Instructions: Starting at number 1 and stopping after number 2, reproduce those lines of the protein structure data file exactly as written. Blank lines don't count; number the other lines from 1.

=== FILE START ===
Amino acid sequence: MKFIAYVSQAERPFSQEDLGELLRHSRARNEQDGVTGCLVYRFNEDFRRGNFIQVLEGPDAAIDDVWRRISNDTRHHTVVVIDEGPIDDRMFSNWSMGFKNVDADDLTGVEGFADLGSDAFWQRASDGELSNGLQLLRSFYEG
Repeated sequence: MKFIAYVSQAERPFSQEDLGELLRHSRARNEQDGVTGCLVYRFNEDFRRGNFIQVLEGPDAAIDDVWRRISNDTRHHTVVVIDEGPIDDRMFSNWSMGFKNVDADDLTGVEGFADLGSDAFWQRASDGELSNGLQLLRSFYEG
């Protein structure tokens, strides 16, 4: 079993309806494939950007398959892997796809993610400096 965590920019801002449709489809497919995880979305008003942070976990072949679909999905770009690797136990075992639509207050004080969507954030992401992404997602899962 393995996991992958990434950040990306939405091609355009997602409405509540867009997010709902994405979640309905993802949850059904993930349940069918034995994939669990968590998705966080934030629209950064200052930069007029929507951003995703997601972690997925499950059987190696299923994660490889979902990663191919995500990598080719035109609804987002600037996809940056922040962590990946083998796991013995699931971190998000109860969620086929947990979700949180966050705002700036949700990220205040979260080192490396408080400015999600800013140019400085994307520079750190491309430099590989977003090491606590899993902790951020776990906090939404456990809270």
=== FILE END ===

Amino acid sequence: MKFIAYVSQAERPFSQEDLGELLRHSRARNEQDGVTGCLVYRFNEDFRRGNFIQVLEGPDAAIDDVWRRISNDTRHHTVVVIDEGPIDDRMFSNWSMGFKNVDADDLTGVEGFADLGSDAFWQRASDGELSNGLQLLRSFYEG
Repeated sequence: MKFIAYVSQAERPFSQEDLGELLRHSRARNEQDGVTGCLVYRFNEDFRRGNFIQVLEGPDAAIDDVWRRISNDTRHHTVVVIDEGPIDDRMFSNWSMGFKNVDADDLTGVEGFADLGSDAFWQRASDGELSNGLQLLRSFYEG